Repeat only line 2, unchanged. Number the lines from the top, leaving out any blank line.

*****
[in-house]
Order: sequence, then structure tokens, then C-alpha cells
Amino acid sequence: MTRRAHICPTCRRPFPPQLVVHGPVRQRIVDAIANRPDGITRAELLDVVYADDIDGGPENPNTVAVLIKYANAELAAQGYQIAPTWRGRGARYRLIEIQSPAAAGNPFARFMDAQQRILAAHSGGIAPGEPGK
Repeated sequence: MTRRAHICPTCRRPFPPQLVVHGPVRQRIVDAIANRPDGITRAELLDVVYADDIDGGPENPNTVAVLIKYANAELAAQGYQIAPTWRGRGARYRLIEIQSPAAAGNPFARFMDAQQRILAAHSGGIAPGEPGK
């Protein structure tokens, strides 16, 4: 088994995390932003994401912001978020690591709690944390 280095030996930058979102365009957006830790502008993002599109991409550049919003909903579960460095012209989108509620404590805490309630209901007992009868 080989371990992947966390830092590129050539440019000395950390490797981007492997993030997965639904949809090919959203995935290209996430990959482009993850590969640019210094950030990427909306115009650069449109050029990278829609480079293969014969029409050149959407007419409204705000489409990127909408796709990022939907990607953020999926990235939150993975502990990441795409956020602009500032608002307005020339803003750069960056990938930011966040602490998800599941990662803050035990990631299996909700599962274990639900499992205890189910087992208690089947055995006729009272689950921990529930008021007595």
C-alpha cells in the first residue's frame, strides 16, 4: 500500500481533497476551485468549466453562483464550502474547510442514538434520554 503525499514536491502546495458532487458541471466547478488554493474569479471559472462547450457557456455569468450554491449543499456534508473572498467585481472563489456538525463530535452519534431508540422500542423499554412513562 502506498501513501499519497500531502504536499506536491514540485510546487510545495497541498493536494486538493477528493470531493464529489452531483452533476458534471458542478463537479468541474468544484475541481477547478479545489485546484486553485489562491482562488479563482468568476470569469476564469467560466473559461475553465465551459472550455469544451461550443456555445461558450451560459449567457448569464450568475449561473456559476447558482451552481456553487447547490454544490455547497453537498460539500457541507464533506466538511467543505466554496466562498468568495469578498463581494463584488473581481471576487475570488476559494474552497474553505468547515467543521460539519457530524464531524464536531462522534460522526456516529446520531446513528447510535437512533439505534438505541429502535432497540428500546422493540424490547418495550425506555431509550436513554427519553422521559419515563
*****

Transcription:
Order: sequence, then structure tokens, then C-alpha cells